Washington, DC — The U.S. Environmental Protection Agency has approved display of promotions for causes or charities on labels of pesticides, disinfectants and other commercial poisons, according to agency documents released today by Public Employees for Environmental Responsibility (PEER). As a result, these products may now feature tie-ins with charitable organizations and marketing slogans on their labels which are otherwise supposed to be devoted primarily to consumer safety and usage information.
The policy change came in response to a request from the Clorox Company to advertise a pledge that it will donate a small percentage of the retail purchase price of its bleach products to the Red Cross. EPA dropped earlier objections following a meeting in July between top agency and corporate officials, according to an EPA briefing provided in early December to state pesticide agency officials.
At Clorox’s urging, EPA will allow placement of the phrases “Dedicated to a healthier world” and “Help Clorox raise $1M for the Red Cross”, as well as the use of the Red Cross logo on both the front and back panels, on five Clorox products.
“Thanks to EPA, even the most dangerous chemical can now wrap itself in a cloak of wholesomeness, featuring claims that it helps the planet, benefits sick children or even saves the whales,” stated PEER Executive Director Jeff Ruch, noting that the new agency cause marketing option will be open to every manufacturer of regulated products. “EPA is squandering its limited regulatory resources to referee promotional slogans rather than protecting consumer health.”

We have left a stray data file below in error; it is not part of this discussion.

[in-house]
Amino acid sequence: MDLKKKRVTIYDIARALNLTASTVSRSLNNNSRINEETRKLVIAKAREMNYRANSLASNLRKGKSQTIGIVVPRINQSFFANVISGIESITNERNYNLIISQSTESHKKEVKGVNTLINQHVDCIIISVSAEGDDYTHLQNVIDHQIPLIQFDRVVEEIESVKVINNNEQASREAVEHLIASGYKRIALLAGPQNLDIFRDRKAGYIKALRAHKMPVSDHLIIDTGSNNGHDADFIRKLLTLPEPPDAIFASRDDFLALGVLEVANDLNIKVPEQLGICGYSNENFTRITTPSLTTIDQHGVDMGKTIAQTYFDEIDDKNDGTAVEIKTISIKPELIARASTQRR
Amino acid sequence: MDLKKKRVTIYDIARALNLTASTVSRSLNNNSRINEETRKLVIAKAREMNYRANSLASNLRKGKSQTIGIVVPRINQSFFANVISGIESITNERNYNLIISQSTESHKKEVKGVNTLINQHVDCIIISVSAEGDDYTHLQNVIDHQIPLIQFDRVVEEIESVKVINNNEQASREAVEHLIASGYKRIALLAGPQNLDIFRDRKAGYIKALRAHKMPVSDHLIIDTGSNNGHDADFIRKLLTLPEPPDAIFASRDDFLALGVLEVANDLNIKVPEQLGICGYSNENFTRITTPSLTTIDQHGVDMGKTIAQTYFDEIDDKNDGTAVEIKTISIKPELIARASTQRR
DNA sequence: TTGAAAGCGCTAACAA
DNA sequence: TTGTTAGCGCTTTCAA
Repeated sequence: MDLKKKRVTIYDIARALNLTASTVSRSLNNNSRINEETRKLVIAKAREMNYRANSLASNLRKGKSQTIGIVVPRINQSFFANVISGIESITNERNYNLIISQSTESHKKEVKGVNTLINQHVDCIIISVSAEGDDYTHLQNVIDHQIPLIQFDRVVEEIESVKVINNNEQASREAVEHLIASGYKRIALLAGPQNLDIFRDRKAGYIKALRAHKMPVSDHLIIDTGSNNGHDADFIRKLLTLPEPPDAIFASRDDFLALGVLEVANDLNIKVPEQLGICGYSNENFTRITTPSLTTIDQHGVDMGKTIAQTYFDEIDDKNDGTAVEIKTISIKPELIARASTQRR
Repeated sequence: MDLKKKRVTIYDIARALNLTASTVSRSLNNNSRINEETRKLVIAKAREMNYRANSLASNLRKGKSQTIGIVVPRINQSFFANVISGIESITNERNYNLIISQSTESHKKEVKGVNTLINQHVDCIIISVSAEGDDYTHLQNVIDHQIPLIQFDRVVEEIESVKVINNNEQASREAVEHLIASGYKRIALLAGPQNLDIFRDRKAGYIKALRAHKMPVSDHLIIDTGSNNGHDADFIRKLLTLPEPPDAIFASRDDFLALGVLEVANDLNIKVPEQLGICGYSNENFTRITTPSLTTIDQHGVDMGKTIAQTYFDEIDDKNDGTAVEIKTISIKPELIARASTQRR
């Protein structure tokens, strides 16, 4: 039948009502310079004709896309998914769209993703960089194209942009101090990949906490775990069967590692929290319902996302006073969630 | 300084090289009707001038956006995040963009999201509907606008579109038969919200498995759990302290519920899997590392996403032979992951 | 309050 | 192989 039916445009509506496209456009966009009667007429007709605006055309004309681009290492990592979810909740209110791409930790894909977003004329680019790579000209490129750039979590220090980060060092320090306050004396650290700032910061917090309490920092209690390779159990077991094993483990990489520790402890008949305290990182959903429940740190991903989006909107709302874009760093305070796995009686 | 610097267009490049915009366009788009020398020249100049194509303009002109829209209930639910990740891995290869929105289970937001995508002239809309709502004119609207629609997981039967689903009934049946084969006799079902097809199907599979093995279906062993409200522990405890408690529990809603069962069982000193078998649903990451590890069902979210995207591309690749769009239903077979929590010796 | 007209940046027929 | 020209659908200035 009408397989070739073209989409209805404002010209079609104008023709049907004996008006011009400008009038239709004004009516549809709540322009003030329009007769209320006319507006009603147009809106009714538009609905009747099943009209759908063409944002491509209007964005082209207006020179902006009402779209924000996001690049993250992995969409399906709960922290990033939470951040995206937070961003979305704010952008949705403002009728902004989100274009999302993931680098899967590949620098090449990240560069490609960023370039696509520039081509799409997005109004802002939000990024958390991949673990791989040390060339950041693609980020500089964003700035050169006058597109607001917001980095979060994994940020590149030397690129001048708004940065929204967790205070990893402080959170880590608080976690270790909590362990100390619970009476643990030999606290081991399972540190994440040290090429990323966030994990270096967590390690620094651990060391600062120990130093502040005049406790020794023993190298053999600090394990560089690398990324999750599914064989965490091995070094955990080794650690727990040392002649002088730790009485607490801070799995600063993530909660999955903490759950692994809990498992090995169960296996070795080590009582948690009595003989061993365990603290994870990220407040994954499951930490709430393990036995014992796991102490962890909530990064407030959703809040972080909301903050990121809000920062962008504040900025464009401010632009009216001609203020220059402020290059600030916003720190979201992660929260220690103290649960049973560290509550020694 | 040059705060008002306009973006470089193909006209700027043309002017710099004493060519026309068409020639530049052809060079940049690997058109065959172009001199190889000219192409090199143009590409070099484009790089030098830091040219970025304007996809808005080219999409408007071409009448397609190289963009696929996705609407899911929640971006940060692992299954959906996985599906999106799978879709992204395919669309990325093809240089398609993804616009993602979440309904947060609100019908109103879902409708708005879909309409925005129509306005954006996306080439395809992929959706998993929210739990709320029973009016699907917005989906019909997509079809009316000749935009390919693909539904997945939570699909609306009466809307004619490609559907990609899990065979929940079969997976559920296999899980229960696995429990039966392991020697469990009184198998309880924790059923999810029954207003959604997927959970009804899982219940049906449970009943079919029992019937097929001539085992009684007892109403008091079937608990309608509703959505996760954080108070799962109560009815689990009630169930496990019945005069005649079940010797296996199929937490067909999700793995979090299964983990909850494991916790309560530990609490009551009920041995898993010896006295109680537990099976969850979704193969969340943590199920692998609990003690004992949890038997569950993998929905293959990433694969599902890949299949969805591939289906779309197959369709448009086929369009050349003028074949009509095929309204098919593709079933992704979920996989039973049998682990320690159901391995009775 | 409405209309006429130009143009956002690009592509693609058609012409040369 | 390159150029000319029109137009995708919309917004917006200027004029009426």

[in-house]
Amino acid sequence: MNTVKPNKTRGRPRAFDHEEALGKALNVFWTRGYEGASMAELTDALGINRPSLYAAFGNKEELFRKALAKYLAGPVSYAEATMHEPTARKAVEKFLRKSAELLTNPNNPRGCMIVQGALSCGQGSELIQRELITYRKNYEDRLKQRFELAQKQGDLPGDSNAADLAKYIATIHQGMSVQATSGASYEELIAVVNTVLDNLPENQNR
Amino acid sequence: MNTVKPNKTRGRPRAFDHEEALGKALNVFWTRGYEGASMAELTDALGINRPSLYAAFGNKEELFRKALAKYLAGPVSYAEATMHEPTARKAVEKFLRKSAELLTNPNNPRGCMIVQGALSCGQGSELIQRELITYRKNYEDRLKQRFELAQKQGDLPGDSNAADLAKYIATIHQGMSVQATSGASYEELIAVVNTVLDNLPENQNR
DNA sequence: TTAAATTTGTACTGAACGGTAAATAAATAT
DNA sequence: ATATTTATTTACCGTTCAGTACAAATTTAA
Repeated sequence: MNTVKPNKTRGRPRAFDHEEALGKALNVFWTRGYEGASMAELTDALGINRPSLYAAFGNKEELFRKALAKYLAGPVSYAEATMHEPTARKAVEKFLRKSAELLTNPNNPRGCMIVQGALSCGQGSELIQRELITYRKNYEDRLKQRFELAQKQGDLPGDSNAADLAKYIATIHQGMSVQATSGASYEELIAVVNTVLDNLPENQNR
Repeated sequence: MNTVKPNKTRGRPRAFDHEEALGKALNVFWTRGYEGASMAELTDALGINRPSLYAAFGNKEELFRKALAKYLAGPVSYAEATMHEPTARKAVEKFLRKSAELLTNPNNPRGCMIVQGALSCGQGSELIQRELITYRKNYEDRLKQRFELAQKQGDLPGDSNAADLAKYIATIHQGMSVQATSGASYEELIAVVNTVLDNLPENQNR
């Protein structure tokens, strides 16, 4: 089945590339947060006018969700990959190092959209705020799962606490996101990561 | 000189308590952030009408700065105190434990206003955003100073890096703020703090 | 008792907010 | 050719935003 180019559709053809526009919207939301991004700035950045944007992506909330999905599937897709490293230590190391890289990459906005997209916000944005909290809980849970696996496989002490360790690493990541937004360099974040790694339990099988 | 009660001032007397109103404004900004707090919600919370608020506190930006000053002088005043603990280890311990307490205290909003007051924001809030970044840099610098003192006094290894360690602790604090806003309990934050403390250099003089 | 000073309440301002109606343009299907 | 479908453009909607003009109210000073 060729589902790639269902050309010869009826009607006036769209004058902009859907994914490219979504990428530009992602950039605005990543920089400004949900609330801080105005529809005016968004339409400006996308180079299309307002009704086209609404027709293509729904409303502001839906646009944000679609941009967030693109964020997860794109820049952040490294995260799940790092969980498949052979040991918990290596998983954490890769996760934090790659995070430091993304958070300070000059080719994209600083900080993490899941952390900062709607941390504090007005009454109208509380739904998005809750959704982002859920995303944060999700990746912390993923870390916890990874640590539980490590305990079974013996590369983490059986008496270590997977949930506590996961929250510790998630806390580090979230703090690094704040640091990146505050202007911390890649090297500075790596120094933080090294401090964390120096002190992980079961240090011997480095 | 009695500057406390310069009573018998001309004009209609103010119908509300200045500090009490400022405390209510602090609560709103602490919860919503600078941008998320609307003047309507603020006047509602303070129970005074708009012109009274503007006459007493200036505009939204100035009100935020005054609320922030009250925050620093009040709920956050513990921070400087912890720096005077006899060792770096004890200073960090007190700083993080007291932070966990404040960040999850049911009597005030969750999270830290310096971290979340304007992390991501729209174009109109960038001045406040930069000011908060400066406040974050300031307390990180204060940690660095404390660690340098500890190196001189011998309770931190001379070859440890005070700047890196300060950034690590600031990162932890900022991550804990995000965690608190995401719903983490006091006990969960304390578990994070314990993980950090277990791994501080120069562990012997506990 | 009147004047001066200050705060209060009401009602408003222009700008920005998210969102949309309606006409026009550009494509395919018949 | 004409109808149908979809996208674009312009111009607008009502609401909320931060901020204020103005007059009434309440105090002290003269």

By law, EPA regulates the content of labels on registered pesticides, rat poisons, fungicides and anti-microbial agents, such as bleach. Agency guidelines emphasize safety and usage information and discourage any “symbols implying safety or nontoxicity, such as a Red Cross or a medical seal of approval (caduceus).”
“EPA’s concession to Clorox appears to violate the spirit, if not the letter, of its own consumer protection guidelines,” Ruch added. “Critical safety warnings may be drowned out by purely promotional visual clutter.”
Under the emerging policy, cause marketing labels would not be permanent but would be limited “to a specific time interval negotiated between the charity and the registrant,” according to the EPA briefing. In addition, EPA would police the legitimacy of charities involved and would require chemical makers to “certify that all references to the donation plan and any charity participation will be consistent with Better Business Bureau guidelines.” EPA would also prohibit any “direct or implied statement that the charity sponsors or endorses the product” and require “a disclaimer to this effect on the label.”
“EPA has embarked on a slippery slope that enmeshes the federal government in policing the details of commercial speech in ways that yield little or no public benefit,” Ruch concluded. “If a chemical company sincerely wants to foster good works, it can simply make a donation, perhaps anonymously, to the charity of its choice.”